However I do wonder about the plot, thus far a lot has been happening in 2 epi, but I wonder if there’ll be enough to sustain 24episodes…I was surprised they didn’t start with child actors LOL because I was thinking it’s the norm in KDramas…EVERY single sageuk I saw has a tragic childhood story LOL….It’s a nice change but I sure hope it doesn’t get real draggy if they don’t have enough material later…. Even though this is gonna be a melo…I was a little disappointed the scenes between the OPT weren’t cute enough…they were ok…just rather forgettable…is all.

    This is the first new kdrama I pick up after the craziness of live-watching GL, BFB and CYHMH and since I’ve decided to live-watch TPM, here’s hoping it doesn’t disappoint…too much. Next on my list to live-watch is Scent of a Woman. Also considering WBDS to make it 3 dramas a week lol.

  7. Thanks for the recap, I was trying to find someone who would recap the drama, please tell me you’re going to continue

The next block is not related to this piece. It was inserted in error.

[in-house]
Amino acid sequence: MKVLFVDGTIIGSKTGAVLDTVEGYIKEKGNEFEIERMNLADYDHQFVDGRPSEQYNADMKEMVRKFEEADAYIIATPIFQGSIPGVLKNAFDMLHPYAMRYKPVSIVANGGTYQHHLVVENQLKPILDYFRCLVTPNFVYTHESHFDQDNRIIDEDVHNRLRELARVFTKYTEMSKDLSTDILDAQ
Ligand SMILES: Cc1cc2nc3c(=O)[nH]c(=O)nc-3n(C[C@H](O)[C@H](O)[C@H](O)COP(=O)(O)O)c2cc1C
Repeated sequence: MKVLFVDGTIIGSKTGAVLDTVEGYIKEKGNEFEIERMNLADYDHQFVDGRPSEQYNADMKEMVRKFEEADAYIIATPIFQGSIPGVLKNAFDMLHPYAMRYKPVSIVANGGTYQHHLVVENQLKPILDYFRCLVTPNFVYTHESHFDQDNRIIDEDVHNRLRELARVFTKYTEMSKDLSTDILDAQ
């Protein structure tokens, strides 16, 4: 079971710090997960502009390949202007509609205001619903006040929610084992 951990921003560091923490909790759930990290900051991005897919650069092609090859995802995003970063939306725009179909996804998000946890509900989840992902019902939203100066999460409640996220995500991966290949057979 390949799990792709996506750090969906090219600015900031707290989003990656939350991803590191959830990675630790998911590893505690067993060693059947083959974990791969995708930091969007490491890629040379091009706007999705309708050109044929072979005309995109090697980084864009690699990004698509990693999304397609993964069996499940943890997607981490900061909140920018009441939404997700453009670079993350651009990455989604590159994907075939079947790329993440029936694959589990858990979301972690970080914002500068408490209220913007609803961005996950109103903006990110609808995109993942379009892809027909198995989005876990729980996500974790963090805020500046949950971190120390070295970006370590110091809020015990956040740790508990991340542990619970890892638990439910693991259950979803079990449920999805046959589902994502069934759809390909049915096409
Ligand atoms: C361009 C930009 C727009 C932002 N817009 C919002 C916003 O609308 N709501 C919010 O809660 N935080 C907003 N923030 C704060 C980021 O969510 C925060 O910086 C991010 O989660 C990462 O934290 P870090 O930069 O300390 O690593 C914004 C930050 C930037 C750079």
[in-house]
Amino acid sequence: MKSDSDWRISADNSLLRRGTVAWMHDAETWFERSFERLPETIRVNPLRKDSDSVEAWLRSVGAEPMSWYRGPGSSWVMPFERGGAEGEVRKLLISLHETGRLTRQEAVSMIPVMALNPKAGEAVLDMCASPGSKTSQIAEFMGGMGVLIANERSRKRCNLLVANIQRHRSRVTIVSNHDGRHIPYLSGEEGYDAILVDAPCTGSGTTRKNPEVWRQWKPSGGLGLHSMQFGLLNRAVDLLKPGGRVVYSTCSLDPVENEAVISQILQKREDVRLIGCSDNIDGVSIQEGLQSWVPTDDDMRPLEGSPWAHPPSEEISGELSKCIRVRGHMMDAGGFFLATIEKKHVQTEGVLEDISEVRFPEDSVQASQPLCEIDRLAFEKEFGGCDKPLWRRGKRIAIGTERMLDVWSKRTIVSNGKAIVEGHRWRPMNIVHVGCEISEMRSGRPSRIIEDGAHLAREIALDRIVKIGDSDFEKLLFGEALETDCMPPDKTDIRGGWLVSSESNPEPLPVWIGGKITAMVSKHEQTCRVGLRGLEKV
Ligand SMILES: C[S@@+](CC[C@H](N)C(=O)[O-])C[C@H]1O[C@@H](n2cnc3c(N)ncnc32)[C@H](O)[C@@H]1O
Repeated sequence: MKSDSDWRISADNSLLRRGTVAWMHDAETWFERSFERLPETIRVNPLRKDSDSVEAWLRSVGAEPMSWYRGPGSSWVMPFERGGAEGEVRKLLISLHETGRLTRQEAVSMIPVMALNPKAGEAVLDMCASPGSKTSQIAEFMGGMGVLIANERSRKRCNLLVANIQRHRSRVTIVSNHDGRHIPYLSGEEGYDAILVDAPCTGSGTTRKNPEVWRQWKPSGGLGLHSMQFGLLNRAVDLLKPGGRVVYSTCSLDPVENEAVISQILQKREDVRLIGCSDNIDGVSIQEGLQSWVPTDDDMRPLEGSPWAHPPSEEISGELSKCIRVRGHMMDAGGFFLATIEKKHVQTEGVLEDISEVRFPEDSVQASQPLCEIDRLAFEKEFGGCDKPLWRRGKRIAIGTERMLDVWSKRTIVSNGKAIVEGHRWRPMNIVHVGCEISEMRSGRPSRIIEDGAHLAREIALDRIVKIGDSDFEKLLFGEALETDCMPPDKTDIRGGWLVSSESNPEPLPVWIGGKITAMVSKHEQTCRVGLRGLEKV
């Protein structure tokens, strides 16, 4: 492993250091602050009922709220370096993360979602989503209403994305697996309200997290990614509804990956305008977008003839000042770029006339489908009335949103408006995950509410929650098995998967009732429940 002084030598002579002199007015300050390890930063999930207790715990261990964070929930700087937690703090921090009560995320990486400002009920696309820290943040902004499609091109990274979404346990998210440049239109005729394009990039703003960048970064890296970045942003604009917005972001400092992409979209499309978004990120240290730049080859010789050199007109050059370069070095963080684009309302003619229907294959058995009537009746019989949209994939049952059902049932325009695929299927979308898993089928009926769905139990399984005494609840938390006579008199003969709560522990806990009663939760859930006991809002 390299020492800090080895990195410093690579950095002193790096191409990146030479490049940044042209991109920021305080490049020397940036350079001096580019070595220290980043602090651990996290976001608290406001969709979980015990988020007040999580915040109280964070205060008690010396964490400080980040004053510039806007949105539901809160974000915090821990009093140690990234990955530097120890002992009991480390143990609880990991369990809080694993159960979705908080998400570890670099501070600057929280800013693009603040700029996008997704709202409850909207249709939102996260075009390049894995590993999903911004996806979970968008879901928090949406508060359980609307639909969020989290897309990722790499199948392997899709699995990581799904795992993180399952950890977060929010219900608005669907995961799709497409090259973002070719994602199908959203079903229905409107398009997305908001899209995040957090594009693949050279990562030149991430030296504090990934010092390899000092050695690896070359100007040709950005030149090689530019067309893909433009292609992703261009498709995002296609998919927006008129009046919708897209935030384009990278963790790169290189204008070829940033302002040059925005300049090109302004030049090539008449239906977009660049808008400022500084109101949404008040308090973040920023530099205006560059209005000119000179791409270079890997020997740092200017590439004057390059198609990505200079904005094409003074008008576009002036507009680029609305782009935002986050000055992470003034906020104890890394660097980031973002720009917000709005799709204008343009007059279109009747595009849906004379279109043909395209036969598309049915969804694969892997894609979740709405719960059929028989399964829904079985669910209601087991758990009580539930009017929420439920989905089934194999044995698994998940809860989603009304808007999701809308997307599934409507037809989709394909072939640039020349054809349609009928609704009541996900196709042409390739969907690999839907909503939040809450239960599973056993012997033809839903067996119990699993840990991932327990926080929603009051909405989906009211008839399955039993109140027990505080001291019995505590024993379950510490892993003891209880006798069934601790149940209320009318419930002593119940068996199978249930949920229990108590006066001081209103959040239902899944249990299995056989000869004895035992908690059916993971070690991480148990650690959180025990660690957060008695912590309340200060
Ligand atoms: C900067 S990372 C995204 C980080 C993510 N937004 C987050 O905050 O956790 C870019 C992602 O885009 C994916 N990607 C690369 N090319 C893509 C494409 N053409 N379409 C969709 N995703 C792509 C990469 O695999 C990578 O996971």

8. Thanks for the recap, now I really understood what was going on in the first 2 episodes! I just love the chemistry btw the 2 leads, they are the reason why i’m watching this as tragic story w/bloody scenes is not my cup of tea ^^

  9. Thanks so much for your recap. I only watched the raw version and thought it was an awesome drama even though I didn’t know what was going on. Now that I know what’s actually going on from you recap, I love it even more. Historical/romance/tearjerkers are one of my favorite genres, so I have high hopes for this. This will also help me get over my City Hunter withdrawals (when it finishes next week). If you continue your recaps of TPM, I’ll definitely check it out as they are extremely interesting and helpful.